Today (2011-09-23) at 2:30 PST the monkeys successfully randomly recreated A Lover’s Complaint, The Tempest (2011-09-26) and As You Like It (2011-09-28). This is the first time a work of Shakespeare has actually been randomly reproduced.  Furthermore, this is the largest work ever randomly reproduced. It is one small step for a monkey, one giant leap for virtual primates everywhere.

The monkeys will continue typing away until every work of Shakespeare is randomly created.  Until then, you can continue to view the monkeys’ progress on that page.  I am making the raw data available to anyone who wants it.  Please use the Contact page to ask for the URL. If you have a Hadoop cluster that I could run the monkeys project on, please contact me as well.

via A Few Million Monkeys Randomly Recreate Shakespeare | Jesse Anderson.

Montmartre, Parisian Wine, Paris:  We heard about this wine (not particularly good … vineyard faces North), but the festival is supposed to be great fun.

The fabled Parisian district of Montmartre celebrates the arrival of the new vintage of the beloved Clos Montmartre wine with the Montmartre Harvest Festival, from Oct. 5 to 9.

The only Parisian vineyards still active exist because the government stepped in to support the recreation of the area’s original vines after a real estate development project threatened their existence early in the 20th century. The first vines were replanted in 1933.

During the festivities, the neighborhood fills with street musicians and singers, entertaining visitors who come to sample Clos Montmartre and a wide selection of wines from Aquitaine, Gard, the Drôme and other regions. Winemakers offer advice along with regional produce designed to accompany their wines. Since this year’s theme is “Islands,” rums from the Caribbean will also be among the refreshments.

via Parisian Wine Celebrated in Montmartre Festival – NYTimes.com.

Bollywood, Silk Smitha, The Dirty Picture: Ooh la la … promises to push at the boundaries of what is sexually acceptable in Bollywood. :

Through the 1980s, South Indian film star Silk Smitha was shorthand for sex. Her fans just couldn’t get enough of her inviting eyes and heaving bosom, but her racy roles meant she never made in big in Bollywood. The picture about her life is already generating heat, months ahead of its release. The film’s first trailer, which was released this month, has found a huge audience (over 800,000 hits on YouTube).

A poster of Silk Smitha from “Miss Pamela,” released in 1989.

The sobriquet Silk came from her first Tamil film “Vandi Chakkaram,” in which she played a bar girl named Silk. In a career spanning 17 years, she did more than 450 films in a variety of languages: Tamil, Telugu, Malayalam, Hindi.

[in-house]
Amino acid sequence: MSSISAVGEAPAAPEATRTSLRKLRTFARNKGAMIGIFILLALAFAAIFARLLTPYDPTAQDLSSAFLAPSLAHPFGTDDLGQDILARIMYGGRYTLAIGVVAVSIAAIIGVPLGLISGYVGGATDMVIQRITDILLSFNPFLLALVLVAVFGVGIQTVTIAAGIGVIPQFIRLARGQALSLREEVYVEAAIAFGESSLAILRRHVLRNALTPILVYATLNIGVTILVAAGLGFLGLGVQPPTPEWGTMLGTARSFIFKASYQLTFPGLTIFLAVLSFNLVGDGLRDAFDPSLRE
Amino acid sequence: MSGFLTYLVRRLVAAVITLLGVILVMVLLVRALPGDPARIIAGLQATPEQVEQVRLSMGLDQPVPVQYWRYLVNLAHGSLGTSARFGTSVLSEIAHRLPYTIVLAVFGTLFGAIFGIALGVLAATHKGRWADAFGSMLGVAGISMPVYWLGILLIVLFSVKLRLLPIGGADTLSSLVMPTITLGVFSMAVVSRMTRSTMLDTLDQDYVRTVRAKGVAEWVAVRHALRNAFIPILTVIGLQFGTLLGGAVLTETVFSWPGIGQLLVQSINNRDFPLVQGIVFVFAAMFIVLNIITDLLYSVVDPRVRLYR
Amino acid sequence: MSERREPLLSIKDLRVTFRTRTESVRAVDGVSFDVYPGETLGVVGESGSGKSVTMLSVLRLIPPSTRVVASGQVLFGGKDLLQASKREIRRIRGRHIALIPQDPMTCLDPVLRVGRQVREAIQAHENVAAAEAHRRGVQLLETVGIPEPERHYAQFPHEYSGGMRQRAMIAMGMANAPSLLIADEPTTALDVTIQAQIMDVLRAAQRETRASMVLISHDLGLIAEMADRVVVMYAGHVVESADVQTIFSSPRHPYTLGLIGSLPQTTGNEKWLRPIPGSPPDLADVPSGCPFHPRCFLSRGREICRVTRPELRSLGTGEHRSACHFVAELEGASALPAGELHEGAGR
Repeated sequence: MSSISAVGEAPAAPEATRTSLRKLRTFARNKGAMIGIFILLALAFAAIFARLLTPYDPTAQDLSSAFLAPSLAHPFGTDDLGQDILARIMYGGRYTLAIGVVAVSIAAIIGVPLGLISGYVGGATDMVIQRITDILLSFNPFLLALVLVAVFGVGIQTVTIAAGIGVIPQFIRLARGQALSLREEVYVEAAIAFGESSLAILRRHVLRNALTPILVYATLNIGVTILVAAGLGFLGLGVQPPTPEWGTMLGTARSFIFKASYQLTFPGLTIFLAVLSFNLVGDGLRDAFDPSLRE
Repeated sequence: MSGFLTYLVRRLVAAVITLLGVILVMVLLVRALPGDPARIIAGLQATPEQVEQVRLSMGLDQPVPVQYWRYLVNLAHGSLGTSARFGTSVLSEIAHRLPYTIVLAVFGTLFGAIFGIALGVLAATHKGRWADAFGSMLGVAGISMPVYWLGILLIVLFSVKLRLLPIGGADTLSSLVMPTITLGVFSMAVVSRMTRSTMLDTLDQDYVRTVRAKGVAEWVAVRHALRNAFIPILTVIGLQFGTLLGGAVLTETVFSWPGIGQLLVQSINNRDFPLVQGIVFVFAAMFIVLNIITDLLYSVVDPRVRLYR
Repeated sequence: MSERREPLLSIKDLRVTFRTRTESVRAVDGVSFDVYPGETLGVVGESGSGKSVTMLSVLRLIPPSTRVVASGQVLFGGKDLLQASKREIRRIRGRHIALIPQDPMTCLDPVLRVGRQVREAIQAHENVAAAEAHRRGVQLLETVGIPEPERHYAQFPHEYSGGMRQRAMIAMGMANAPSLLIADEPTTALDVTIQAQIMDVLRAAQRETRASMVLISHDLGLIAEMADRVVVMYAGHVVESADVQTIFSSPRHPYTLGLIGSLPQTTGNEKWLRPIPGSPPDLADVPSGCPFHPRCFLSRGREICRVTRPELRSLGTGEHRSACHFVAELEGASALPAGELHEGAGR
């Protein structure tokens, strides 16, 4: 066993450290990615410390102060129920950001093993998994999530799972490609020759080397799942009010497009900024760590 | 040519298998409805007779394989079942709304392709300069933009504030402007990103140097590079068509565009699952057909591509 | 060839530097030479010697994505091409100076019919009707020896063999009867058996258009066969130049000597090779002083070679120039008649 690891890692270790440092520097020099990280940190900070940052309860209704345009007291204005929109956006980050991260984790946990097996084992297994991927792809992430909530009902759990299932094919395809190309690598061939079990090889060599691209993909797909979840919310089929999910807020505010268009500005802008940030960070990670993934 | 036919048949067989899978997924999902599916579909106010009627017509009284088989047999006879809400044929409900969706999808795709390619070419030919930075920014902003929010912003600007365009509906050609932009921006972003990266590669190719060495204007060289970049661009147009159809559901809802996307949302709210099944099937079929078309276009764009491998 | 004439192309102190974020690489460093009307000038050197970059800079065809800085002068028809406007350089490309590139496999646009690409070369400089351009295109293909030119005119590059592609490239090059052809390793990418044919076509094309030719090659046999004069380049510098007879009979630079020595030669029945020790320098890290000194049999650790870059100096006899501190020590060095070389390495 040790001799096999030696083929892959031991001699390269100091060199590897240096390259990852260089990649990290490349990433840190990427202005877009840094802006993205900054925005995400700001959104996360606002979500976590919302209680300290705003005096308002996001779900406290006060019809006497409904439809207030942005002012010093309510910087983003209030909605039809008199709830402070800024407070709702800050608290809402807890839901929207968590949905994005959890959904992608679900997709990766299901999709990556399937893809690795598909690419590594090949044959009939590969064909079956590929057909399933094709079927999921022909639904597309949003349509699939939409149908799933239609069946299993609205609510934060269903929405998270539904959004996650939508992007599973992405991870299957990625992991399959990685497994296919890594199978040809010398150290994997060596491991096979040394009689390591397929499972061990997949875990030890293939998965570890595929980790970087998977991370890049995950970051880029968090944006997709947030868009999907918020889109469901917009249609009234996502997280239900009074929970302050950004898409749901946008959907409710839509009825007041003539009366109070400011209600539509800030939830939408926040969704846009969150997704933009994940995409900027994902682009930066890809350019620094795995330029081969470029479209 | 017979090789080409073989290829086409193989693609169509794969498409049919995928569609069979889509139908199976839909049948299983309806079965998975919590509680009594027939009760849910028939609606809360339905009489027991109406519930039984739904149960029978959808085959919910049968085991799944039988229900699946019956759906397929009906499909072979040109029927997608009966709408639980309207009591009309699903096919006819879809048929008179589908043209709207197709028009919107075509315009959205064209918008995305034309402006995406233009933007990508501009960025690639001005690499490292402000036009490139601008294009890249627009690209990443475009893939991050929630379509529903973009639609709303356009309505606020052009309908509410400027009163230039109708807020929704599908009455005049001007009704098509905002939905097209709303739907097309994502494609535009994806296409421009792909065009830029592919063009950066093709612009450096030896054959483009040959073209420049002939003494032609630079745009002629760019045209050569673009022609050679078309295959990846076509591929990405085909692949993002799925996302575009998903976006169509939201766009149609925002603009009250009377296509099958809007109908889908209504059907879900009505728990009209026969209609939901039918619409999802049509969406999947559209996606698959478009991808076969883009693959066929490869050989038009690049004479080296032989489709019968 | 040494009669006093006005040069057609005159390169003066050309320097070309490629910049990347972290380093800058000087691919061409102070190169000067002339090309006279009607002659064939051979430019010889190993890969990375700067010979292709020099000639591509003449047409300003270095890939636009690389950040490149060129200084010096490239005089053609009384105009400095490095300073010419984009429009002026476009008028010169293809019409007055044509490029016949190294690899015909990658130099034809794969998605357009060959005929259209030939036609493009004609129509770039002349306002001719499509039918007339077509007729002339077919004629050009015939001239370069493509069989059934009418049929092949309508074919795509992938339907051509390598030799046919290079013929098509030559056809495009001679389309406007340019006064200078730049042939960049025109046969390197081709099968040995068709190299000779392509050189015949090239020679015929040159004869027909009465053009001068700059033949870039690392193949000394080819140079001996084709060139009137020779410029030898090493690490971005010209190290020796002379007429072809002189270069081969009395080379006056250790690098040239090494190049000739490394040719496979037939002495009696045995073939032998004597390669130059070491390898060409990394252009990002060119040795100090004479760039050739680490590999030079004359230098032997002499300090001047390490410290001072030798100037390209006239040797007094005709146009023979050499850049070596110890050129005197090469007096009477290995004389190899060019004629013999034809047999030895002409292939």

The Dirty Picture promises to push at the boundaries of what is sexually acceptable in Bollywood. Ahead of the film’s release, here is a look at some other female film characters who rewrote the rules.

via Breaking Bollywood’s Rules – NYTimes.com.

Colin Firth, movies:  Sounds like a very interesting movie.

The King’s Speech star made a 650-mile round trip from London to have tea with Eric Lomax at his home in Berwick-upon-Tweed, Northumberland.  Colin described 92-year-old Eric’s life as “an extraordinary story”.

After the war Eric was filled with hate, particularly for Nagase Takashi, the interpreter who interrogated him.  In 1988 Eric tracked him down and they met on the bridge over the River Kwai. Takashi apologised and was forgiven by his victim. The pair then became friends.

via The League of British Artists: COLIN Firth has made a secret visit to the former prisoner of war he will play in his next film..

global economy:

Paramount is copying the tricks long used by rich-world businesses to fend off low-cost rivals from emerging markets: better designs, newer machinery, shorter production runs (to give rarity value to each line) and faster delivery to local markets.

Britain bounded ahead in textile production two centuries ago, and established firms have been looking over their shoulder ever since. An early challenge came from the textile industry in New England, where countless townships called Manchester were founded (of which one survives). That cluster soon faced competition from factories in the low-wage American South.

The cotton industry has carried on travelling: its technology moves easily to wherever labour costs are low. The pattern has been repeated for other sorts of ventures. More complex technologies are harder to copy, so their diffusion has been slower. But technology eventually spreads. It is what drives economic convergence, making large parts of the developing world better off year by year.

The big question for the global economy is whether the rapid growth in emerging markets can continue. The broad economic logic suggests more of the world economy’s gains should come from convergence by emerging markets than from the rich world pushing ahead. Each innovation adds less to rich-world prosperity than the adoption of an established technology does to a poor country. At the start of the industrial revolution the cotton industry alone could make Britain’s productivity jump. But now that the frontier is wider, there is less scope for leading economies to surge ahead. More of the world’s growth ought to come from catching up.